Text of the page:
Cancer in Pets

August 26, 2010

When your pet gets a diagnosis of cancer, it can be really scary. And, often, it does mean the beginning of the end of your pet’s life. However, many cancers, especially if found early, are quite treatable. Notice that I didn’t say “curable”. Cancer in pets is usually a disease that is treated in some fashion for the rest of the pet’s life, much like diabetes or heart failure. And, in fact, many cancers are more responsive to treatment than are diseases like diabetes or heart failure, so it doesn’t have to be an immediate death sentence unless it has already spread dramatically.

So, the first thing you have to do when you hear your veterinarian use the word cancer, is to try to dispel you fears. I myself was diagnosed with a horrible disease when I was 30. I found that I got over the fear once I started to educate myself about the disease. I did this by talking to family, friends, doctors and by reading a lot. If your pet gets the diagnosis of cancer, you need to do the same, so that you can make rational and compassionate decisions about your pet’s future.

What is cancer? By definition, it is “a tissue mass that is characterized by persistent, excessive and disorganized cell growth that is unresponsive to normal control mechanisms” (Mason, Portland Veterinary Specialists) In short, it is the uncontrolled growth of an abnormal cell. Tumor simply means “a swelling”. Some tumors are cancerous and some are not. And, some cancers are benign, meaning they don’t spread to other body organs, but even these can do damage by compressing other tissues around them as they grow. Malignant tumors invade locally and/or spread to other organs like lungs or liver. Metastasis is the process by which a tumor spreads.

Cancer treatments include surgery, radiation and chemotherapy. You, your veterinarian, and maybe even a veterinary oncologist will help you determine what treatments make the most sense for your pet. Surgery is a good option for solitary tumors, but depending on how malignant they are, chemotherapy or radiation my be suggested as a secondary measure to ward off development of tumors elsewhere in the body. Radiation is helpful to shrink tumors that we cannot reach surgically. I good example of this would be a tumor of the nasal cavity. A current patient of mine just went through a short course of radiation that shrunk her nasal tumor enough that she felt much better for 4 months. Chemotherapy is the best option for any tumors that might spread rapidly or which have already spread to the lungs, liver or elsewhere.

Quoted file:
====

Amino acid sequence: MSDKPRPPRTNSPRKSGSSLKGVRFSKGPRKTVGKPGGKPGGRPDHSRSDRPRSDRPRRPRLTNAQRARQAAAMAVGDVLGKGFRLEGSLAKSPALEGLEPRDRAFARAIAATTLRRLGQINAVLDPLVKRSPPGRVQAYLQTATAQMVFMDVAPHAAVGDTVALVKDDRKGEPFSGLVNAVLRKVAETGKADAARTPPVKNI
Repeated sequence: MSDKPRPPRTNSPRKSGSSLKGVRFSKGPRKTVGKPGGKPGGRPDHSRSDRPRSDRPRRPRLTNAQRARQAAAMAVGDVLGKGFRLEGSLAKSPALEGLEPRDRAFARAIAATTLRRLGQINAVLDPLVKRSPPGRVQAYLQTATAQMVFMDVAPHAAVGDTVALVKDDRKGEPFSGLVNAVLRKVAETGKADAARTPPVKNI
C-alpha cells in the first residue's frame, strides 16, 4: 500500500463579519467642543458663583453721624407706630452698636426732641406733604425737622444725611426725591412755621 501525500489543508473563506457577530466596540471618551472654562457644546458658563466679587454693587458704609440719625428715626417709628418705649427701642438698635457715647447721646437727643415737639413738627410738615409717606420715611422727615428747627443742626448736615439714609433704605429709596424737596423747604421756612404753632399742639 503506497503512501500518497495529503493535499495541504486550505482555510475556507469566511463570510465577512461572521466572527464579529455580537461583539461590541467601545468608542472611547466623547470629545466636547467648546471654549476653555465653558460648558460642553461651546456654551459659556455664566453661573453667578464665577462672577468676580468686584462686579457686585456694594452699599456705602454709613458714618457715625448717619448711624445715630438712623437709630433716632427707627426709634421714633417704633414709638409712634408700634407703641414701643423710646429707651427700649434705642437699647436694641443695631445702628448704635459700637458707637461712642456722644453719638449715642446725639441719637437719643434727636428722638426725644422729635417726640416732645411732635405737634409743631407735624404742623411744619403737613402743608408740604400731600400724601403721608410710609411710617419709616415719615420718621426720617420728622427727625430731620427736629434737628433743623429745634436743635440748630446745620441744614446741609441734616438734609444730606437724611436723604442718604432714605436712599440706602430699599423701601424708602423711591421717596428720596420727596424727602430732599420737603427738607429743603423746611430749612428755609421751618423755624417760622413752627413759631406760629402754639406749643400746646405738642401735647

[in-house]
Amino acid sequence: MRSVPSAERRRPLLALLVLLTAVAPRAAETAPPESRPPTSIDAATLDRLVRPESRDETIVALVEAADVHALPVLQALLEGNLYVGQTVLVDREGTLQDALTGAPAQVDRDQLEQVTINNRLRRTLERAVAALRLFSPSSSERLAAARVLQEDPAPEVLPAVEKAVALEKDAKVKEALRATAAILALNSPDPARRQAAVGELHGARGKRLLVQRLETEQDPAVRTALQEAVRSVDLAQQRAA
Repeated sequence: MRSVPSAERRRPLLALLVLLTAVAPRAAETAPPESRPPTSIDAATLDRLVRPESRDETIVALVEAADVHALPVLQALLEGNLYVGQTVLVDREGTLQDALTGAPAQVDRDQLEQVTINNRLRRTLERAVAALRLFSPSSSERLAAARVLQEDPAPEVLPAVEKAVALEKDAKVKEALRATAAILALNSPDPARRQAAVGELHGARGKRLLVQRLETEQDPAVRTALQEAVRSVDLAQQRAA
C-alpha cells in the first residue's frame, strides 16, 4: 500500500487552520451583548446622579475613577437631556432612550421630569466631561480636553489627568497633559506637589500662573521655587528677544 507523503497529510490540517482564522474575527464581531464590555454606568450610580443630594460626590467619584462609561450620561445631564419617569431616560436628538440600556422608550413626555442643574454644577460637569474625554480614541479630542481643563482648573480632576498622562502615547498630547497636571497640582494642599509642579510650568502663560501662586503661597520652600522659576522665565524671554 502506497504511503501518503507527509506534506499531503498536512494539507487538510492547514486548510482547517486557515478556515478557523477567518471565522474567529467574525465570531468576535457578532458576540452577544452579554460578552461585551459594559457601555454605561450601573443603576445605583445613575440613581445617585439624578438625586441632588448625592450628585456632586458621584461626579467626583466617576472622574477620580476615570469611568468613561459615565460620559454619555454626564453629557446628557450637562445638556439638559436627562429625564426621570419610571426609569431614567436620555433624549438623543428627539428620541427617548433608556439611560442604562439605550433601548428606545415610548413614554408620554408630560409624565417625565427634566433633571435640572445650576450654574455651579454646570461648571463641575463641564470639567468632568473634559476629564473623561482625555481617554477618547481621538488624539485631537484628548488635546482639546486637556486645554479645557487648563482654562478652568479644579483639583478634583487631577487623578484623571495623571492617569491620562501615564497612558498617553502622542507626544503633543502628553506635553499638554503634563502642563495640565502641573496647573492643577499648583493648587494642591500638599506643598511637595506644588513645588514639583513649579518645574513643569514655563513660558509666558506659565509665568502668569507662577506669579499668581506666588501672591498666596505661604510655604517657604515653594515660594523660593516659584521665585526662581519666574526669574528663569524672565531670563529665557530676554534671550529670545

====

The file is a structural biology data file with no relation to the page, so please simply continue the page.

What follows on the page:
As you are deciding how to proceed with your pet’s cancer several things must be considered by you and your veterinarian. Is your pet strong enough to handle aggressive therapies? Does he love the attention of going to the vet or does he freak out and hide for days after a trip to the vet? Any complicating diseases like heart disease, liver disease, debilitating arthritis and kidney disease can make cancer hard to treat. Overall you have to decide what his or her quality of life will be like during treatment and after remission is achieved.

The most important thing for you to consider when you are deciding whether and how to treat cancer in your pet is that cancer treatment in dogs and cats is dramatically different than cancer treatment in humans. Although we use the same modalities of therapy, our goals are very different. A veterinarian’s goal is to make your pet feel better for some period of time. A human oncologist’s goal, especially early in a cancer diagnosis is to cure the cancer or achieve a very long remission. This is done at all cost, even if it makes the patient very sick with radiation or drugs. We just don’t do that with dogs and cats. By taking into account that pets only live 10-14 years, gaining six months to 2 years of good quality of life, when the pet can go on his walks and jump on the bed, is really all we need to achieve. So, when we start a chemotherapy protocol with your pet, if it starts to make him or her feel sick, we will back off on the doses. The idea is to make him or her feel BETTER!

My 13 year old Bo-The-Dog was diagnosed with bladder cancer years ago. My partner and I tried to remove the tumor in the bladder, but too much of the bladder was affected. We removed what we could and started him on chemotherapy. In my dog’s case, he felt better than ever while on his chemo. He got to come to work with Mom once w week where he got is IV injections and the rest of the drugs were pills that I gave at home. Some of the drugs in his chemotherapy protocol happened to be strong painkillers, so he was arthritic-free for the first time in months. So, in my dog’s case, he felt better than ever! Eventually, though, the tumor became resistant to the drugs and returned. This is when I had to admit defeat and put him to sleep. A very sad day for sure, but I got an extra 6 months with him that I would not have had without chemotherapy. During that 6 months he walked on the beach everyday, just like he always had. I wouldn’t trade those 6 months for the world. And, in the last decade, chemotherapy has improved dramatically, so today my dog would probably have lived a full year. Dogs and cats with lymphoma are now living an average of 1 year after diagnosis if they are receiving chemotherapy. And, that is an average, so that means that many pets live up to 2 years with their chemotherapy.

So, my point is, don’t rule out cancer treatment based on your experiences with people losing their hair (for the most part, dogs don’t lose their hair), feeling deathly ill and needing blood transfusions to get through their chemotherapy. Cancer treatment can be expensive, but in pets,  it isn’t the nightmare that you might be imagining.

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